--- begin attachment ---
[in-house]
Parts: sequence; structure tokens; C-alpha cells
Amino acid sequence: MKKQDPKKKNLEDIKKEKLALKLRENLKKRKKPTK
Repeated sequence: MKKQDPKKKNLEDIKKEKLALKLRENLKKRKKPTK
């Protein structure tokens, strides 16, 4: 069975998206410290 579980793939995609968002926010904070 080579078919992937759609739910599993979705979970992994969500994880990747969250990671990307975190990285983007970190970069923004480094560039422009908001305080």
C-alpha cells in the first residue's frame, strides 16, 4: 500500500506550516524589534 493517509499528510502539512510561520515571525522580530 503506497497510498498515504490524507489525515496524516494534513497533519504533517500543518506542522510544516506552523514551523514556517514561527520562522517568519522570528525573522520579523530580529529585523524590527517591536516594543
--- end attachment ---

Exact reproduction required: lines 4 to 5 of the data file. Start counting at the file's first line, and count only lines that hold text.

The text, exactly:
Repeated sequence: MKKQDPKKKNLEDIKKEKLALKLRENLKKRKKPTK
């Protein structure tokens, strides 16, 4: 069975998206410290 579980793939995609968002926010904070 080579078919992937759609739910599993979705979970992994969500994880990747969250990671990307975190990285983007970190970069923004480094560039422009908001305080």